1. States with more generous SNAP policies had decreased number of reported child maltreatment.
2. States with more generous SNAP policies had decreased number of foster care placements.
Evidence Rating Level: 2 (Good)
In the US, approximately one third of children experience a Child Protective Service (CPS) investigation for potential mistreatment before the age of 18. Public assistance policies such as Supplemental Nutritional Assistance Program (SNAP) may help prevent child maltreatment by improving household resources among low income families. However, whether differences in SNAP policy play a role in child maltreatment has not been directly examined.
This prospective cohort study examined the association between generosity of state policies on SNAP with level of CPS involvement and foster care placement across all 50 states and the District of Columbia from 2004 to 2016. Generosity was measured by adoption of policies that improved or stabilized household resources for SNAP participants. The main outcome measured was reports of child maltreatment in CPS and children receiving foster care services. Statistical analysis was performed using a 2-way fixed-effects regression model..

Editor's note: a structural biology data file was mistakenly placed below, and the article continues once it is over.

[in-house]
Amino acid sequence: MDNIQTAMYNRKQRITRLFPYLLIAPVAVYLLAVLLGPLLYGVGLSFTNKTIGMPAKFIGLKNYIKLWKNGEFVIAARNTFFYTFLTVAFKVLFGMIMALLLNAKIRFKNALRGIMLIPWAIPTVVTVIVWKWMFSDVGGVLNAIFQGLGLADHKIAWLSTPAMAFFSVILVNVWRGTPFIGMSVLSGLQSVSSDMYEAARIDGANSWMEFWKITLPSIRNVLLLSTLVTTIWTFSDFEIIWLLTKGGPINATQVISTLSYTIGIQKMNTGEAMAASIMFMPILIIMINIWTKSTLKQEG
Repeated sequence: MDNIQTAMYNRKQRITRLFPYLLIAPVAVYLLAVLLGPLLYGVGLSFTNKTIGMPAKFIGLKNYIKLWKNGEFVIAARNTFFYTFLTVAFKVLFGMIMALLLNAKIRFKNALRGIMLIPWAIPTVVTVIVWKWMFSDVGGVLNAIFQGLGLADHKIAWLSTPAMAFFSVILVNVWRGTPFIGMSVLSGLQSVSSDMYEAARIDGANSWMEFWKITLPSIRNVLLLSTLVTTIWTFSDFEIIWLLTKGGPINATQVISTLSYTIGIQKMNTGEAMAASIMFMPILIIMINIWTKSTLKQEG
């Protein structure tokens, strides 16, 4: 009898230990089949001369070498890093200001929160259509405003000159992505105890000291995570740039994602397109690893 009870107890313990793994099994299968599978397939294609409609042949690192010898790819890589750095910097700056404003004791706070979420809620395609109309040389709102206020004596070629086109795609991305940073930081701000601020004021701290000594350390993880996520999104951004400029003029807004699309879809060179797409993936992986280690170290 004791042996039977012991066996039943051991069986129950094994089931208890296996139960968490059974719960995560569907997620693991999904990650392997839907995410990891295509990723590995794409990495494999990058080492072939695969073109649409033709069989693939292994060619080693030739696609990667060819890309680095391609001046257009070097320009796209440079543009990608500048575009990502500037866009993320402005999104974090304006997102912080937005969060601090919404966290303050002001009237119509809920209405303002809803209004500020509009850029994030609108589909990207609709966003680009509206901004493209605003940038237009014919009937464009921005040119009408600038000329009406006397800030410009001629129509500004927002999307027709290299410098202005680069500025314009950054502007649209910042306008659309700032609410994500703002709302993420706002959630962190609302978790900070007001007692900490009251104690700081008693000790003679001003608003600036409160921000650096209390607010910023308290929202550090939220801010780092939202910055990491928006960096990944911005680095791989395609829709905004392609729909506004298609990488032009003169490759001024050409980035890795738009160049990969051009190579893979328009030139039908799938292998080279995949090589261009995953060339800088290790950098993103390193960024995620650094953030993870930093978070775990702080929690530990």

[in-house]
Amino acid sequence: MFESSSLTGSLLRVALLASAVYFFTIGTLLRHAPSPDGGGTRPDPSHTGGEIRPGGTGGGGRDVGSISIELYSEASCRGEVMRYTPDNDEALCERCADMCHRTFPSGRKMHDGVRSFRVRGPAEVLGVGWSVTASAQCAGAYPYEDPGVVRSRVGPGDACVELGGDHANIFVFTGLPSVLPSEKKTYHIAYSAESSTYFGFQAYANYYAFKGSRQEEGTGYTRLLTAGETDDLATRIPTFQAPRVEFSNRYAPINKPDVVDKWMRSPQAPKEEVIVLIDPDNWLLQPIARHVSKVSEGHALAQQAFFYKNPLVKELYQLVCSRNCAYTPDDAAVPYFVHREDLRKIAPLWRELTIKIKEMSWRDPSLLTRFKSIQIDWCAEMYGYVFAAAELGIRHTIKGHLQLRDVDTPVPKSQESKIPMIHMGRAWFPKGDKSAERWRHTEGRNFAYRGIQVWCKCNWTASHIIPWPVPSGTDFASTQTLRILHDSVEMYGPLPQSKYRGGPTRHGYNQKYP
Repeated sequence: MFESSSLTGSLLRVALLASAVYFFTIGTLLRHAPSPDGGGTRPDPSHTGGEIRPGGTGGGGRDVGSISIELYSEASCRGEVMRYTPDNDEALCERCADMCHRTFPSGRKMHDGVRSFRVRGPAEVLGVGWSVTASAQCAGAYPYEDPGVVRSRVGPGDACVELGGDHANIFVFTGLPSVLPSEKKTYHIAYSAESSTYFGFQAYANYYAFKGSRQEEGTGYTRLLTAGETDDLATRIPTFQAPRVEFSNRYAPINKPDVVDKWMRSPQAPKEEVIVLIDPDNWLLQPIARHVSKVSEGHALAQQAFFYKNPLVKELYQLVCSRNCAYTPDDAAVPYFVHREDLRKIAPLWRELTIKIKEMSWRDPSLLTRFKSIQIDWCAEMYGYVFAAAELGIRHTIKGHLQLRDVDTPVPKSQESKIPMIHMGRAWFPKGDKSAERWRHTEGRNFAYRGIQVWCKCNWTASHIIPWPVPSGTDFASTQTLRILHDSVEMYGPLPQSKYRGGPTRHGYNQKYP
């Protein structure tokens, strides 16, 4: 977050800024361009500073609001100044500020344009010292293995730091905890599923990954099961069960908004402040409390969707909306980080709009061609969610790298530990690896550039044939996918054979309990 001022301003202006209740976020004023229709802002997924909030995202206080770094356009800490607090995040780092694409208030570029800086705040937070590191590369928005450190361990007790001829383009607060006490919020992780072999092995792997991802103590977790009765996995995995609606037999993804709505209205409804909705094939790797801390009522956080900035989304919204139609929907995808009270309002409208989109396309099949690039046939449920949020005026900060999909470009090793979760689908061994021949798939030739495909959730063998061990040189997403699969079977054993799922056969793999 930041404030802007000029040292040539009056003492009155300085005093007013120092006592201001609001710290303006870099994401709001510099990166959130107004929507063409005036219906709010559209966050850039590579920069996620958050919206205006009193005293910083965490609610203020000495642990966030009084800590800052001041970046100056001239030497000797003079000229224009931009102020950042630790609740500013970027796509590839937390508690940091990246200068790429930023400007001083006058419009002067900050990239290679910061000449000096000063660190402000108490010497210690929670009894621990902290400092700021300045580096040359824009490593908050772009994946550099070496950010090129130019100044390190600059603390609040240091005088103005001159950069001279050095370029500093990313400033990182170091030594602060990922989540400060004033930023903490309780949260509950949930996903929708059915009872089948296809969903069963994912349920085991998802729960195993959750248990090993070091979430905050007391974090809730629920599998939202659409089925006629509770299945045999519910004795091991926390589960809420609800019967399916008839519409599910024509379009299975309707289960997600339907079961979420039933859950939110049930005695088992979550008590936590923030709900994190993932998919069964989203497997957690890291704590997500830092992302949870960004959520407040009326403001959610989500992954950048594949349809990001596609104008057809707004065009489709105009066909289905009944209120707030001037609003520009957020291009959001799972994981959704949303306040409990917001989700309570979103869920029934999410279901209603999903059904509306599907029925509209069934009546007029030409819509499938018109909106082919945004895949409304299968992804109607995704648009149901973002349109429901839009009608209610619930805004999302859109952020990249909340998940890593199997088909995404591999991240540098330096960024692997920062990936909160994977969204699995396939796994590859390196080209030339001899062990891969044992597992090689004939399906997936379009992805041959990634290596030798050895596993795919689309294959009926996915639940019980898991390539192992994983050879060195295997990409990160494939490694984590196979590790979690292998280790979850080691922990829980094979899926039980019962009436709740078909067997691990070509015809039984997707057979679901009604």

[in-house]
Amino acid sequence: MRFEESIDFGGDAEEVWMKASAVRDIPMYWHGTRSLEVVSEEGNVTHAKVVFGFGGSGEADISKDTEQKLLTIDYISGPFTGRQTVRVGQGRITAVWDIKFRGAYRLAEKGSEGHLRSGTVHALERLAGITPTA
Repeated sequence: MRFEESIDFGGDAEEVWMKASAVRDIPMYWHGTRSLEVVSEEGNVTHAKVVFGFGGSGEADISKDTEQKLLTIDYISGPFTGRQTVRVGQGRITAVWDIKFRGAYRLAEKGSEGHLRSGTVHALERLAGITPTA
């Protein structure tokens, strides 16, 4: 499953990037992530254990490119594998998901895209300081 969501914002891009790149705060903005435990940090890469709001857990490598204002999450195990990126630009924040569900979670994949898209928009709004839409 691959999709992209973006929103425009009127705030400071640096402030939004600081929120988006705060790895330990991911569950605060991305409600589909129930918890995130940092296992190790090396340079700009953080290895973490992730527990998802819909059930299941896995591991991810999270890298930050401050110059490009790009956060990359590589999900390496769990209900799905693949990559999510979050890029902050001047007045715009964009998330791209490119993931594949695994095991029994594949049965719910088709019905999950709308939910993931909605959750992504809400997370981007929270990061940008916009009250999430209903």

This study found that states that adopted SNAP income generosity policy options had lower rates of CPS and foster care outcomes for all forms of child maltreatment and specifically for neglect even after controlling for important variables. However, the study was limited due the fact that the authors could not access all the policy and administrative options that states implemented during the study period. Nonetheless, the results of this study helped to provide initial evidence for further studies that examine how policies targeting food insecurity help play a role in the complex systems that impact child maltreatment.
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